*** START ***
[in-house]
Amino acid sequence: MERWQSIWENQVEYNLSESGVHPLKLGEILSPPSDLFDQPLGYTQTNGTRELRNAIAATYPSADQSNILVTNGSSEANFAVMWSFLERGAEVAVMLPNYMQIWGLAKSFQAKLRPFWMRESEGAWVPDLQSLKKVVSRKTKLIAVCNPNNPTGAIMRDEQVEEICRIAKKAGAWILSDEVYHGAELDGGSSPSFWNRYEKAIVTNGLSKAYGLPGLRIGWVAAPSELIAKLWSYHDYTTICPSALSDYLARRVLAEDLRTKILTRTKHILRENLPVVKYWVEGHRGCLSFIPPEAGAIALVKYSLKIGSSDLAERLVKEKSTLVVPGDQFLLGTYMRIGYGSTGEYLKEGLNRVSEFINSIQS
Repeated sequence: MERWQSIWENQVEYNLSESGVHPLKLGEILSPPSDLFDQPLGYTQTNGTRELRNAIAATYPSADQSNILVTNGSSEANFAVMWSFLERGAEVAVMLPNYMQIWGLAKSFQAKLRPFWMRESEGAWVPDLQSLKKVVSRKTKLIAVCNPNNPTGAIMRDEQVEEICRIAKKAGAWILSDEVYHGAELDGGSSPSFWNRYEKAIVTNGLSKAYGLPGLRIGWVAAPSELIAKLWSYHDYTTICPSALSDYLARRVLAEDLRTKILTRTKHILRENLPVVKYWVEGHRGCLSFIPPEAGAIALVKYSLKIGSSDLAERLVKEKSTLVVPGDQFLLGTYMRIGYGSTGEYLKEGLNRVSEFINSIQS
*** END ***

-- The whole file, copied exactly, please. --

[in-house]
Amino acid sequence: MERWQSIWENQVEYNLSESGVHPLKLGEILSPPSDLFDQPLGYTQTNGTRELRNAIAATYPSADQSNILVTNGSSEANFAVMWSFLERGAEVAVMLPNYMQIWGLAKSFQAKLRPFWMRESEGAWVPDLQSLKKVVSRKTKLIAVCNPNNPTGAIMRDEQVEEICRIAKKAGAWILSDEVYHGAELDGGSSPSFWNRYEKAIVTNGLSKAYGLPGLRIGWVAAPSELIAKLWSYHDYTTICPSALSDYLARRVLAEDLRTKILTRTKHILRENLPVVKYWVEGHRGCLSFIPPEAGAIALVKYSLKIGSSDLAERLVKEKSTLVVPGDQFLLGTYMRIGYGSTGEYLKEGLNRVSEFINSIQS
Repeated sequence: MERWQSIWENQVEYNLSESGVHPLKLGEILSPPSDLFDQPLGYTQTNGTRELRNAIAATYPSADQSNILVTNGSSEANFAVMWSFLERGAEVAVMLPNYMQIWGLAKSFQAKLRPFWMRESEGAWVPDLQSLKKVVSRKTKLIAVCNPNNPTGAIMRDEQVEEICRIAKKAGAWILSDEVYHGAELDGGSSPSFWNRYEKAIVTNGLSKAYGLPGLRIGWVAAPSELIAKLWSYHDYTTICPSALSDYLARRVLAEDLRTKILTRTKHILRENLPVVKYWVEGHRGCLSFIPPEAGAIALVKYSLKIGSSDLAERLVKEKSTLVVPGDQFLLGTYMRIGYGSTGEYLKEGLNRVSEFINSIQS